Tears were starting to form and trickle down Rowdy’s face.

He was quiet, but I could tell he had more to ask.  He finally, quietly, asked, “What about me – same question, what is it that I want?”  Tears were beginning to roll faster down his face.

I answered, “You want to be the one who saves the day.  You want to be the one everyone can depend on, the knight in shining armor, the hero.  You want to be able to help anyone who needs help for any reason.  When you were in Junior High, you thought having a caring heart made you weak, but you’re learning that it isn’t true.  Above all else, you want to be able to save your mom.”

More tears as I continued, “When you were 10 or 11 years old, you told me that you wished you had a job so you could help your mom pay her bills.  When you ran away that time, I know it was because your friend was running away and you were trying to help keep him safe.  One of the things we’ve been trying to help teach you is that you can’t help anyone if you aren’t able to help yourself.  This is why we push so hard for you to finish school – not because we want you “perfect”, but so you can get a good job so you can help others.  If you’re struggling to pay your own bills on minimum wage, you won’t be able to help anyone else.  The careers you’ve told me you’re interested in, police and military, at their core are positions of helping others stay safe.  You’ll be great at either because your heart’s in the right place.”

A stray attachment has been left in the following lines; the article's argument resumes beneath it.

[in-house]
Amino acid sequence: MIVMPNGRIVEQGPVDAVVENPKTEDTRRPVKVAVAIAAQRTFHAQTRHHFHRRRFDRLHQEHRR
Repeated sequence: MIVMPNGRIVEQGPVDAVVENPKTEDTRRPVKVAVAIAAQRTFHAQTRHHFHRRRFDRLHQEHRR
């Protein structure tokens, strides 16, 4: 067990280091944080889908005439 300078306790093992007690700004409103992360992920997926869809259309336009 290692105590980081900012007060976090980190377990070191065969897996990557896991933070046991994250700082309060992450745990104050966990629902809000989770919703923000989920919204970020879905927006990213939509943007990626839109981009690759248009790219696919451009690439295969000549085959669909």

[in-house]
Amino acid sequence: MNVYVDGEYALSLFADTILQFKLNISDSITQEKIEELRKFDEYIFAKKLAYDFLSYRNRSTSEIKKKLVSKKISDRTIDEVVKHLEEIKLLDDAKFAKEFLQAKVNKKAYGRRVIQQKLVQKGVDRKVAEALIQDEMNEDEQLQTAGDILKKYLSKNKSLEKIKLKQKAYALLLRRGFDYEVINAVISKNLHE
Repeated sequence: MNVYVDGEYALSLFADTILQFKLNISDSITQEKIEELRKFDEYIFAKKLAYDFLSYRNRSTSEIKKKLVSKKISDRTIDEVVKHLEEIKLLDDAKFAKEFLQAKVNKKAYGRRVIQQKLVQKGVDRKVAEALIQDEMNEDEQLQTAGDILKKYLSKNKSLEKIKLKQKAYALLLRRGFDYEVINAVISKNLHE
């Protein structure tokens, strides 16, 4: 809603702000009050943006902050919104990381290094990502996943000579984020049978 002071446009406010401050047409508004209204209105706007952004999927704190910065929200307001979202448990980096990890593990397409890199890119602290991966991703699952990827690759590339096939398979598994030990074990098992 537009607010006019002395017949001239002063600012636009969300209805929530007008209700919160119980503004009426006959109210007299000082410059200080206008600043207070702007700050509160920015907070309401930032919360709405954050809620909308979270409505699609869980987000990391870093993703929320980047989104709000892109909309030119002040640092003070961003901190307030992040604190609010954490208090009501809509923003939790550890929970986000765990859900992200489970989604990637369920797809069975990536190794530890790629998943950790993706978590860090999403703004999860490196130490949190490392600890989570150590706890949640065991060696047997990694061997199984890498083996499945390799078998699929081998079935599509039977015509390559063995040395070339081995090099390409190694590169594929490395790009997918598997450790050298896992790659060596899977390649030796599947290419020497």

Rowdy just nodded as he wiped away his tears.

I paused, considering, pondering my next statement.  I went on, “You asked if I even care.  I’m going to tell you first that this is my opinion.  Because it’s my opinion, I really don’t want you to tell me how wrong I am.  Instead, I want you to think about what I’m about to say and consider if it is true or not.  Figure it out for yourself.  I don’t need an answer from you on whether or not you agree with my opinion or not.  Does that make sense and do you understand what I’m asking from you?”

Again, he nodded.

I went on, “My opinion is – every hurtful word that you kids scream at your Dad and me are really what you wish you could scream at your mom.  That you’re mad at her, but cannot bring yourself to say the same things to her because what if…..just what if…..what if…..”, my voice faltered, cracking, deep breaths trying to stay calm and level headed.

I couldn’t bring myself to say what I was thinking – their fear – what if she stopped loving them because they hated what she had put them through?  I struggled to keep my own tears in check and failed.  I couldn’t look at Rowdy as tears rolled down my own face, but I could hear him sniffling next to me.

I finished, “If my job in your life is to be the target of all of the hurt and pain your mom has caused you kids; then I will gladly help you carry that burden.  No kid should have to carry a burden like that.  I love you kids so much.  I will hold all of your pain for as long as you need me to.  Yes, I care.”

We sat there and cried together for a few minutes.  Nothing else was asked, nothing else was said, nothing more needed to be said at that moment….the tears filled the void.